But there are gifts bestowed to us with unprecedented value and are delivered by unlikely sources, such as the artist, the poet, the musician, Mother Nature; this sampling of such makes us take pause and silently reminds us that valuable gifts are not just the things we like to wear or ride in, but those things that bear witness to the uniqueness of life…that we must stop for a moment and enjoy … just because….

Ralph Waldo Emerson 2jpg Following our theme of gifts, I welcome back the “gifted” and esteemed thinker: Ralph Waldo Emerson (1803-1882) preacher, philosopher, and poet, considered having the finest spirit and ideals of his age. He was a bold thinker having penned essays and gave lecture that offer models of clarity, style, and thought, which guaranteed him a formidable presence in 19th century American life. Emerson offered his views on the harmonies of man and nature, intellectual and spiritual independence, self-reliance, and utopian friendship. He was a committed Abolitionist, a champion of the Native Americans, and a crusader for peace and social justice.

From his essay so aptly titled, Gifts, take a moment for his words. Written in the 1800s, they still resonate with reason.

“It is said that the world is in a state of bankruptcy, that the world owes the world more than the world can pay, and ought to go into chancery, and be sold. I do not think this general insolvency, which involves in some sort all the population, to be the reason of the difficulty experienced at Christmas and New Year, and other times, in bestowing gifts; since it is always so pleasant to be generous, though very vexatious to pay debts. But the impediment lies in the choosing. If, at any time, it comes into my head that a present is due from me to somebody, I am puzzled what to give until the opportunity is gone.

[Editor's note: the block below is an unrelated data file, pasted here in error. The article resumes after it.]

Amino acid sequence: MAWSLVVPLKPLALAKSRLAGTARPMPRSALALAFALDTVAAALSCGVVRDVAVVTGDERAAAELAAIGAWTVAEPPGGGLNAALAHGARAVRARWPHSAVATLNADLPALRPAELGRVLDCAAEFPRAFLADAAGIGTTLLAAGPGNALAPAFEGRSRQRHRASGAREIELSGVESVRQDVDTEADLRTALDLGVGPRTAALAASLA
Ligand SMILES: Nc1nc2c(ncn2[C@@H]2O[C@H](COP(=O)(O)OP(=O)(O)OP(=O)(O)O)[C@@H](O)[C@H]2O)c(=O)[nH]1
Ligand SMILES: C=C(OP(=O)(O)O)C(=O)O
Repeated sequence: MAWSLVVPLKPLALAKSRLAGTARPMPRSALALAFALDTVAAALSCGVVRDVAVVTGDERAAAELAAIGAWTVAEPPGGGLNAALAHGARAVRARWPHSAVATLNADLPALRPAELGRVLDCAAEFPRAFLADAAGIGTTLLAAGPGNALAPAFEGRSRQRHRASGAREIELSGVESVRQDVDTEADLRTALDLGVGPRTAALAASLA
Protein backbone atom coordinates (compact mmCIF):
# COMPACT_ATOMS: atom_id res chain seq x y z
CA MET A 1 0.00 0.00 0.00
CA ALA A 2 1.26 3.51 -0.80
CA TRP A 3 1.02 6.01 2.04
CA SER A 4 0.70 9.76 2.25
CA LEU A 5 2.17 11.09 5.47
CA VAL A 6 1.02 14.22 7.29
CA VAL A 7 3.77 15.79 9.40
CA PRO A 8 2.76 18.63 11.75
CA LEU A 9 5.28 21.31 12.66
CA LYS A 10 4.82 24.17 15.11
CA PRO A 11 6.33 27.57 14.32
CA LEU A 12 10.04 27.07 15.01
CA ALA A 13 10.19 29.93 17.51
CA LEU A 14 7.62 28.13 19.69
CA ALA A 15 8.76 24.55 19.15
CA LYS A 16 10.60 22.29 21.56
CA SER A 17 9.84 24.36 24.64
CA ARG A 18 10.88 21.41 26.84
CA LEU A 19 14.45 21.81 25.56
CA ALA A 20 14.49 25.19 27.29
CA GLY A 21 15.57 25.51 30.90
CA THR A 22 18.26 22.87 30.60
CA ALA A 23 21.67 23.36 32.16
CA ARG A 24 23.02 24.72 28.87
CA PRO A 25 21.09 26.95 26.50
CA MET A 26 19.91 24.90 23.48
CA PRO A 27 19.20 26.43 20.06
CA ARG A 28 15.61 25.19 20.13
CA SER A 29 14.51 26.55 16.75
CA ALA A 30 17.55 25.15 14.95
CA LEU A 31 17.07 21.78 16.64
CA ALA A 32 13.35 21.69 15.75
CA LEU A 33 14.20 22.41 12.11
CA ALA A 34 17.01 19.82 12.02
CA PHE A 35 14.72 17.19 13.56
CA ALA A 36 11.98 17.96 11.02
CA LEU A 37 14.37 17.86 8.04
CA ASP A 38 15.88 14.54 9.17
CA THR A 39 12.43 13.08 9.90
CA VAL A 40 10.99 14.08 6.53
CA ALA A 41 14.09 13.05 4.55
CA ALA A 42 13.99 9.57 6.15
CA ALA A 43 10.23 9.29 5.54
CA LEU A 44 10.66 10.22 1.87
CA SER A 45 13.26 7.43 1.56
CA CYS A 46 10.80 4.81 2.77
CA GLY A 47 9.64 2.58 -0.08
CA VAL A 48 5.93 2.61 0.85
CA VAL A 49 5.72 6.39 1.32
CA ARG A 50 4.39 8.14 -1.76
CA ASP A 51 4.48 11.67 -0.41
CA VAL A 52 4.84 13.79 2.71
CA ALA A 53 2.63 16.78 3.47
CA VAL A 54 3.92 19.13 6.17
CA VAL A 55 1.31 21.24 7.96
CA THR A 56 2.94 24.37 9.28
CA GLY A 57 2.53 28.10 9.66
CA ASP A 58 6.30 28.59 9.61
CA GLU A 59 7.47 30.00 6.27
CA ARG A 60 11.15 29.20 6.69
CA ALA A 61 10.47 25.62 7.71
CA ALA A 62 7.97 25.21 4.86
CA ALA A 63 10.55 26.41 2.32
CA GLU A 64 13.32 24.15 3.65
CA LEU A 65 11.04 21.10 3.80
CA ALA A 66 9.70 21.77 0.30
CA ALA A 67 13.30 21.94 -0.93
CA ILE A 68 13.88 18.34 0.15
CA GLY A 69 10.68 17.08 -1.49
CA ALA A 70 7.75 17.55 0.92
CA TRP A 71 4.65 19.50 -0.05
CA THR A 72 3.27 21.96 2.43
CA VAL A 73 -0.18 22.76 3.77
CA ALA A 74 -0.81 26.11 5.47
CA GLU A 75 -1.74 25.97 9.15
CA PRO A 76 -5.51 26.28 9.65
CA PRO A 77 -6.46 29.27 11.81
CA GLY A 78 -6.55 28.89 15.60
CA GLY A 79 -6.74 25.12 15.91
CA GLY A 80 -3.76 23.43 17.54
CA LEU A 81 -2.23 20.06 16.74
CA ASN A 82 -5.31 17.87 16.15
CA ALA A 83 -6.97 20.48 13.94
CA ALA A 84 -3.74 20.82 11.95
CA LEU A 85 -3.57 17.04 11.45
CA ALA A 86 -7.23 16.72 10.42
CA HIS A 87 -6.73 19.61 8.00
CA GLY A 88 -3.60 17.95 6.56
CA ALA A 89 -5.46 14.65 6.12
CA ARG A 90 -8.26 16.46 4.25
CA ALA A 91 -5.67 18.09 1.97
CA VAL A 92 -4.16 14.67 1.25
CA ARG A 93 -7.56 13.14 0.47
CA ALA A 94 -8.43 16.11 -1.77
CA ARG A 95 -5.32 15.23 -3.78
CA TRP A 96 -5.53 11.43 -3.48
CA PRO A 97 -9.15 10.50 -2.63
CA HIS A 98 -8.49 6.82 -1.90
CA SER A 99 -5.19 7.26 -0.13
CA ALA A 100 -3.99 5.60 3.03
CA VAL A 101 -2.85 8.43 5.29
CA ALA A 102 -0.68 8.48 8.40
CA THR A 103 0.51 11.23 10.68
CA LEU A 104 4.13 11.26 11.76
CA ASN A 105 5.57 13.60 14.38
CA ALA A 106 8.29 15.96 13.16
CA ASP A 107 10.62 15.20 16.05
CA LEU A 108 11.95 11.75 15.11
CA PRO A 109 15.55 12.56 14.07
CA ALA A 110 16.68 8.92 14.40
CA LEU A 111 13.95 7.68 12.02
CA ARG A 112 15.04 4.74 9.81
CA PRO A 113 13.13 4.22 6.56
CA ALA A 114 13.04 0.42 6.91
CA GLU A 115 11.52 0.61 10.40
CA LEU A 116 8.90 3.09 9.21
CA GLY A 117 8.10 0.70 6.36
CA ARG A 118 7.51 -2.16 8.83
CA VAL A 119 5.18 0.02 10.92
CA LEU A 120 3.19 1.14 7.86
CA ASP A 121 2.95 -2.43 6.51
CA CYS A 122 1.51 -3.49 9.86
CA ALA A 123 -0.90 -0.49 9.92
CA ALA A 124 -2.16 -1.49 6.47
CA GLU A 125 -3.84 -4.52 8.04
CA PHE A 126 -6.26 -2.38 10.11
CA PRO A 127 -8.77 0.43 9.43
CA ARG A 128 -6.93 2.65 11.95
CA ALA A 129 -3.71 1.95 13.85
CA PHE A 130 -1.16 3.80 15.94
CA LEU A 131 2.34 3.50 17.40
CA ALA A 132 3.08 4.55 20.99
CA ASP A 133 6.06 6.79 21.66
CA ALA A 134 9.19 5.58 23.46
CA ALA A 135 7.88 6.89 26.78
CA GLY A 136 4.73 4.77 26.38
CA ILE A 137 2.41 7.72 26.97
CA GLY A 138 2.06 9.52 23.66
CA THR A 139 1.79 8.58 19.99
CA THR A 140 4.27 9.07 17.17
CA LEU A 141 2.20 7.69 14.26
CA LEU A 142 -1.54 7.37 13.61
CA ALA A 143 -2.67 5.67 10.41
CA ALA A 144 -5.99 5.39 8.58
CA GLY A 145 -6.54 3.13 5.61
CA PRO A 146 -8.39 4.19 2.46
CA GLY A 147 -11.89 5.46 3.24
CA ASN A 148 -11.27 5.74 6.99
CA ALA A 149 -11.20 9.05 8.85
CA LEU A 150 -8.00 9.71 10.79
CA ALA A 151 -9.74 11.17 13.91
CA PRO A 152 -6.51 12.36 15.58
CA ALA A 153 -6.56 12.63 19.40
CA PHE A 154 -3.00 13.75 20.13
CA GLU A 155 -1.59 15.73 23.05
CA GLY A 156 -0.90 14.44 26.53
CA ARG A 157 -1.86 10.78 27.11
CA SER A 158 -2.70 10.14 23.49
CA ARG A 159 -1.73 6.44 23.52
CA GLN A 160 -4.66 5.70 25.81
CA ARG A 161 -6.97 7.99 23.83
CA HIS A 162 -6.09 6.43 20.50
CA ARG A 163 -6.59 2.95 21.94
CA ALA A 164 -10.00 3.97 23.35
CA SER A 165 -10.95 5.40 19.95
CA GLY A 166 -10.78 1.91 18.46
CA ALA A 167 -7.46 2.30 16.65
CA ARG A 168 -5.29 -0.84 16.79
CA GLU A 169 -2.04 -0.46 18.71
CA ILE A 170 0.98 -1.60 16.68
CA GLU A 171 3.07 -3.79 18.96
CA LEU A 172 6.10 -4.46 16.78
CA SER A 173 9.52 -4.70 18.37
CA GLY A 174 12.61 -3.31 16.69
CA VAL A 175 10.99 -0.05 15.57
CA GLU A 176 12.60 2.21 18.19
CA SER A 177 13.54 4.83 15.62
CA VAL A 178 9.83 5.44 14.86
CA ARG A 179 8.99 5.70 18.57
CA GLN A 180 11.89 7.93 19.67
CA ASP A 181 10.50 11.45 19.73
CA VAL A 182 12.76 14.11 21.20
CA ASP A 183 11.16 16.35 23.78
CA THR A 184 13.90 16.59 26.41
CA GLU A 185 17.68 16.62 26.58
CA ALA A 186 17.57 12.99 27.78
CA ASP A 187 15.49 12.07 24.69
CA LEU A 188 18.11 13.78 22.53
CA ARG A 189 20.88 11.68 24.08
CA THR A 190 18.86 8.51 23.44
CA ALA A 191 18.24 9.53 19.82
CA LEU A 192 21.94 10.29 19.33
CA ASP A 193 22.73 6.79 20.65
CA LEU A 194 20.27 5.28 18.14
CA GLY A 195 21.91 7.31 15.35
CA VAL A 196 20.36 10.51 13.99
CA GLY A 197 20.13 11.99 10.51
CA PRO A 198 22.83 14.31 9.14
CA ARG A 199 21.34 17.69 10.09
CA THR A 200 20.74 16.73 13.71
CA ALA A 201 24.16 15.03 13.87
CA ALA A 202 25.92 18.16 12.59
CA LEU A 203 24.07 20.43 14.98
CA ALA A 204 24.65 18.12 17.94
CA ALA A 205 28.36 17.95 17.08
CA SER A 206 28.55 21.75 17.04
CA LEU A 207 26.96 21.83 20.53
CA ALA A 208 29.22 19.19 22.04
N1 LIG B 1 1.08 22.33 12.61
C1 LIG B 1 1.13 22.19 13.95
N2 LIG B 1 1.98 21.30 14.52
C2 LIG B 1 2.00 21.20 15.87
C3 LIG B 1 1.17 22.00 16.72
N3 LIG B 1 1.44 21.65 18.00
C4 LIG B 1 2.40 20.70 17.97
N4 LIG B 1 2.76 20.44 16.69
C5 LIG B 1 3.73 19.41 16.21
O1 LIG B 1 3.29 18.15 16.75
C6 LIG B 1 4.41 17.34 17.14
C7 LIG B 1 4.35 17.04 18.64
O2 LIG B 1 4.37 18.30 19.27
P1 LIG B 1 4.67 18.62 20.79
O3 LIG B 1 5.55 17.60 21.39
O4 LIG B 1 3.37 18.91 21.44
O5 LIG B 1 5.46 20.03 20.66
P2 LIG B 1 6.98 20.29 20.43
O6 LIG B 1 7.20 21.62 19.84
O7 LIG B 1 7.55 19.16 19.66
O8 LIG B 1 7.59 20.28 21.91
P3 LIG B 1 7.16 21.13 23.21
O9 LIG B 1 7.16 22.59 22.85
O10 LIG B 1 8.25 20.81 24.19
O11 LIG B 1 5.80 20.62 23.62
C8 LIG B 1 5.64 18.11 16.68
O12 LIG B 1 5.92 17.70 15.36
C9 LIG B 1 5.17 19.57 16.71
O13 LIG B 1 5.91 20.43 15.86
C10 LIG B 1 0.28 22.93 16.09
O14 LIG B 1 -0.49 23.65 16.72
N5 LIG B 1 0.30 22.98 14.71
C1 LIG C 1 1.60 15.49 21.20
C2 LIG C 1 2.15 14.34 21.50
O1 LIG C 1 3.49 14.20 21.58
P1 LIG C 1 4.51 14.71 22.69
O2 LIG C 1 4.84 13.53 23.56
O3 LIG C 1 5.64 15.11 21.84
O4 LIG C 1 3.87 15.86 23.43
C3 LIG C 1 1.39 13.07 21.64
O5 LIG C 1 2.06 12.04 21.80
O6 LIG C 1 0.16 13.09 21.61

Flowers and fruits are always fit presents; flowers, because they are a proud assertion that a ray of beauty out values all the utilities of the world. These gay natures contrast with the somewhat stern countenance of ordinary nature; they are like music heard out of a workhouse. Nature does not cocker us: we are children, not pets: she is not fond: everything is dealt to us without fear or favor, after severe universal laws. Yet these delicate flowers look like the frolic and interference of love and beauty. Men used to tell us that we love flattery, even though we are not deceived by it, because it shows that we are of importance enough to be courted. Something like that pleasure the flowers give us: what am I to whom these sweet hints are addressed?

Fruits are acceptable gifts because they are the flower of commodities, and admit of fantastic values being attached to them. If a man should send to me to come a hundred miles to visit him, and should set before me a basket of fine summer fruit, I should think there was some proportion between the labor and the reward…”

An interlude with nature

Today’s post invites you to take a walk, where we traipse among trees and come upon a dwelling in the woods, where a poem beckons to be written. And so it has………………

An interlude with nature

An interlude with nature